Southwest’s NEW Winter Plan: More Equipment, More Investments, More Collaboration


At the 2023 J.P. Morgan Industrials Conference, Southwest chief executive Bob Jordan announced their three-stage plan to prevent another catastrophic grounding through strategic investments and better planning.


Plan Calls for More Snow Equipment, Better Technology, and Increased Collaboration

After Winter Storm Elliott wreaked havoc across the East Coast, no airline was more affected than Southwest. The airline was forced to cancel over 6,000 flights across their point-to-point network, forcing Jordan to go on an apology tour and offer affected flyers 25,000 Rapid Rewards points as part of their reparations.


Speaking at the conference, Jordan said while the winter storm created a severe problem for both incoming and outbound flights in affected areas, “outsized impacts” at Chicago Midway Airport (MDW) and Denver International Airport (DEN), where roughly 25% of their crews are based.


“The cascading close-in flight cancellations overwhelmed our processes and technology, which led to manual alternatives and efforts that were both tedious and took longer to solve,” said Jordan, as quoted by a Seeking Alpha transcript. “This was the point at which the weather-related event turned into a crew-related event for us and eventually resulted in a 3-day reset of our aircraft and crew networks.”


After the airline’s board of directors established an Operations Review Committee and hired global aviation firm Oliver Wyman, Jordan said their new action plan is divided into three buckets. The three improvement areas include buying additional winter equipment, improving cross-team collaboration and upgrading internal systems.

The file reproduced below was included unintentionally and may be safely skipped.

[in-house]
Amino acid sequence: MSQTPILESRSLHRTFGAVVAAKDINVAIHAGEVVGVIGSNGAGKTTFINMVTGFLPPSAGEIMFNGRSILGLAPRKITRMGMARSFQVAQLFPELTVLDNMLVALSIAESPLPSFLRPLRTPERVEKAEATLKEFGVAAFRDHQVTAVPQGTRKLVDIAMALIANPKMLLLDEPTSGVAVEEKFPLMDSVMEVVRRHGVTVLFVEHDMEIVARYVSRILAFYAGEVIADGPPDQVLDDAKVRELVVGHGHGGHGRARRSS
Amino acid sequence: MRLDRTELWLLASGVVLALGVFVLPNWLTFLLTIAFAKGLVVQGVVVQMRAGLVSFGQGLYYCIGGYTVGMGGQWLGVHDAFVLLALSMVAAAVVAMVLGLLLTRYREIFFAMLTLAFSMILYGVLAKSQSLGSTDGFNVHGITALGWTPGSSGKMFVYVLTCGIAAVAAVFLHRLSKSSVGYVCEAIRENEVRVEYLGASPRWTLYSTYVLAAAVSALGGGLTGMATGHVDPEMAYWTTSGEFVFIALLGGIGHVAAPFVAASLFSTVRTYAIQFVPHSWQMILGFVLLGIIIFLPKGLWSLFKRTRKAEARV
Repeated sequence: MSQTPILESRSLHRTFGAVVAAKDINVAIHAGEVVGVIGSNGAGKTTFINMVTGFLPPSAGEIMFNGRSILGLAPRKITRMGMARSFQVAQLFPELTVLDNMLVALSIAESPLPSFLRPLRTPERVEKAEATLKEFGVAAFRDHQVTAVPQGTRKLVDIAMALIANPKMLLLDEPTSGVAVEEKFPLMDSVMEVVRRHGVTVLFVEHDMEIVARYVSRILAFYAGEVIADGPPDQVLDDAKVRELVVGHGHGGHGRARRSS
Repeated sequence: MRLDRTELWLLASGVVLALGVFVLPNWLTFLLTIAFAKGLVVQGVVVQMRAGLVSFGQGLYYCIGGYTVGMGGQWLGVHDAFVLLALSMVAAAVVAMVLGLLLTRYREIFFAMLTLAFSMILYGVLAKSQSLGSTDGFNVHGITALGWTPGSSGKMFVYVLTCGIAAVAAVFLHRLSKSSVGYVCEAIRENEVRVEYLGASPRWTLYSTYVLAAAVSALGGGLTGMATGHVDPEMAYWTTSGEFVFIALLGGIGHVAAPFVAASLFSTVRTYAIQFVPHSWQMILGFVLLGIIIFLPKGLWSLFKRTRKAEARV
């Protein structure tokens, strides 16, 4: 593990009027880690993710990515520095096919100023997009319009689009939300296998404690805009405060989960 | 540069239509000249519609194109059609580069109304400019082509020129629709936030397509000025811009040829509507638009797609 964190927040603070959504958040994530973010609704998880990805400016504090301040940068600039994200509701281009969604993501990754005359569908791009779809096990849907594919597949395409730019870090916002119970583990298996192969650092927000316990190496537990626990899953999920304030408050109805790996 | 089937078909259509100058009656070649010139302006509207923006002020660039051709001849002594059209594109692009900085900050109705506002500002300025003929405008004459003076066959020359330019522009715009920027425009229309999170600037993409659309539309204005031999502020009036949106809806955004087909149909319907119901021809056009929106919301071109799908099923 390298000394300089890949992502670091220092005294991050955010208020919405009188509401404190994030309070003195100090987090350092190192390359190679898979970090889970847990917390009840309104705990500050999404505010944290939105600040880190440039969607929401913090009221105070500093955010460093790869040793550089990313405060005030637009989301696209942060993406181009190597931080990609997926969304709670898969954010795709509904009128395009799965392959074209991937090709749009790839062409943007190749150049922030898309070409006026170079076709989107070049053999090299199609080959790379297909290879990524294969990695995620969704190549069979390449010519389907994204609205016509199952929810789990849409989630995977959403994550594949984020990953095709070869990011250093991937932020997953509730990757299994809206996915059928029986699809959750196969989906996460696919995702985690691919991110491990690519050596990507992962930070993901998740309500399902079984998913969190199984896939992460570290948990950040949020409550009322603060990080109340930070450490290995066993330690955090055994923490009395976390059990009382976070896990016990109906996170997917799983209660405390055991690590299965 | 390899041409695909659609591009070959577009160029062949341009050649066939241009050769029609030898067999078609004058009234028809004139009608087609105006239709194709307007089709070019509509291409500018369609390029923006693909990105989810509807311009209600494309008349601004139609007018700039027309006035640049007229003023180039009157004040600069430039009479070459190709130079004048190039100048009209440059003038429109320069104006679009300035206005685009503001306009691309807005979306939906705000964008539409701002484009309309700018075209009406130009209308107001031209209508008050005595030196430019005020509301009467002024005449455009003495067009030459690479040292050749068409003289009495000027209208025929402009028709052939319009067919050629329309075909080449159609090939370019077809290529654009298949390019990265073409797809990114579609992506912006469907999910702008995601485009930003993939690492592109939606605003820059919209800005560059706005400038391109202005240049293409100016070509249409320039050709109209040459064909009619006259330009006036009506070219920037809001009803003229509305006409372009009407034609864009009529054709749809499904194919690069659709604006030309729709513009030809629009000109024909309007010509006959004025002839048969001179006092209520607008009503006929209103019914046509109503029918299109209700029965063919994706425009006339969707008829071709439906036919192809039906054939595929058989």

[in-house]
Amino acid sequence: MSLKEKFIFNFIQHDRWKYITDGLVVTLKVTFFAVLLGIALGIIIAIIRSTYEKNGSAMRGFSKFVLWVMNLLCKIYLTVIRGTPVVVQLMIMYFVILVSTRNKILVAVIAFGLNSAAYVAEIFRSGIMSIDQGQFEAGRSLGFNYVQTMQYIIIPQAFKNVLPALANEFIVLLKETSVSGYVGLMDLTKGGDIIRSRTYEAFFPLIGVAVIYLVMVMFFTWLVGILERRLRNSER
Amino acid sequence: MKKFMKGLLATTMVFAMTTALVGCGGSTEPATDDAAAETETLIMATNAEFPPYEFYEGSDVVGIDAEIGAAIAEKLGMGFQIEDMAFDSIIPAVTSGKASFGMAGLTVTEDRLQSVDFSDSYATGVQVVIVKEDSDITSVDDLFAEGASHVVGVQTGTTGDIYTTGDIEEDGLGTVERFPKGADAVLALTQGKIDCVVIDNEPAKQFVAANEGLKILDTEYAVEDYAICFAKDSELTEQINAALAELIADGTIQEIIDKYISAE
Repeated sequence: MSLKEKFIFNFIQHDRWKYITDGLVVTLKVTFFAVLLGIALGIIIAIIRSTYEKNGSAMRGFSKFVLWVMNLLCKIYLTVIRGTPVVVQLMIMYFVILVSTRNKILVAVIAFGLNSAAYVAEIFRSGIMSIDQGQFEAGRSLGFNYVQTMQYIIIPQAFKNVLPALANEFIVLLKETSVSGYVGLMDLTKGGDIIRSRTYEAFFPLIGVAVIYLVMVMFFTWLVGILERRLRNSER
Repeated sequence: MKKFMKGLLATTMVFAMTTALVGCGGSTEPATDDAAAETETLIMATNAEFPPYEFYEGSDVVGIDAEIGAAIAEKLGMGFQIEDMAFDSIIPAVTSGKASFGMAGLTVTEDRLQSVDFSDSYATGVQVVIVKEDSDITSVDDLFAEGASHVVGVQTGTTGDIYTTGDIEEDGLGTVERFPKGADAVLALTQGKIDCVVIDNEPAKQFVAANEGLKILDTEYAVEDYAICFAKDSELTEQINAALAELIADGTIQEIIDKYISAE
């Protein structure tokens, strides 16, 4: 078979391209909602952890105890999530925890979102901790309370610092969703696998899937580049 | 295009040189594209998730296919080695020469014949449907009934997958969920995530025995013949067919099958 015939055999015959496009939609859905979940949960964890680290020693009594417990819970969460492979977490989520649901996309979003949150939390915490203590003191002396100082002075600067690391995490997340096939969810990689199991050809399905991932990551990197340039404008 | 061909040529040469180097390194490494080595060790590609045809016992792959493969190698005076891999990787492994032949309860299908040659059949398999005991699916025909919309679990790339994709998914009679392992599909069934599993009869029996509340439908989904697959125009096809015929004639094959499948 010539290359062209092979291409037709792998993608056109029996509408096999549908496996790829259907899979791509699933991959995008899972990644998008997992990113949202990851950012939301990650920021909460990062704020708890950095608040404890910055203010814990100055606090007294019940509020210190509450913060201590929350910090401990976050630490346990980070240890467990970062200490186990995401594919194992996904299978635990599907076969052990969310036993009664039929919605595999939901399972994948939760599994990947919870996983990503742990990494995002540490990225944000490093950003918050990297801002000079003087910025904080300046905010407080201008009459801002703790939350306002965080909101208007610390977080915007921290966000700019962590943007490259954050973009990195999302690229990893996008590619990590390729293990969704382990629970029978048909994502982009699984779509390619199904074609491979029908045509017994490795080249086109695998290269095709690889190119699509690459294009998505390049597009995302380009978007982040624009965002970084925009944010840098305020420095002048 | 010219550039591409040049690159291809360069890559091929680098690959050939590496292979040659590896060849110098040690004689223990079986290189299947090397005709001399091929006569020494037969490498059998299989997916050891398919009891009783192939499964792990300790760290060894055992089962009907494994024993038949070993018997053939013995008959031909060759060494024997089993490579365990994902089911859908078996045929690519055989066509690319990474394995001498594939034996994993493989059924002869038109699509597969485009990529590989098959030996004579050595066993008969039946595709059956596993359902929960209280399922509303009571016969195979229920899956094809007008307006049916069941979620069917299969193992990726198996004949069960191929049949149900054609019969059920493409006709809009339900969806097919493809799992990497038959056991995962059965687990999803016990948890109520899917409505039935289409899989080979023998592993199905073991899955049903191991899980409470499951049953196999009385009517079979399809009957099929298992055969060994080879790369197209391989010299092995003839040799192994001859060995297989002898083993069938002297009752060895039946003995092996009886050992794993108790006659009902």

To improve winter-time operations, Jordan said they have greatly improved the number of assets available to them. This includes buying 10 de-icing trucks to be split between Chicago and Denver, getting additional de-icing pads for Denver, and increasing glycol reserves at both airports. The carrier will also update their weather apps to help pilots determine when they need to go through de-icing again during delays.


Second, the airline has gone through realignments to improve their team collaboration. The network planning team and network operational control team now work together under one executive leader, allowing them to work together during irregular operations. The next step in this bucket is to improve operational dashboards and software to improve aircraft and crew recovery operations.


The final bucket includes updating and upgrading other investment areas, including their crew optimization software. Additional improvements include enhancing the electronic crew notification system, the crew phone system, and customer support and services phone systems.


“This summarizes the key root cause, along with the most notable tactical actions we believe we need to take in each area,” said Jordan. “As I hope you can tell, we’re well underway on a remediation plan, and we have a target completion date of October to be fully prepared as we head into next winter.”


Are you still waiting on promised reimbursement from Southwest? Share your experiences on the FlyerTalk Forums.

Source: frugal travel guy

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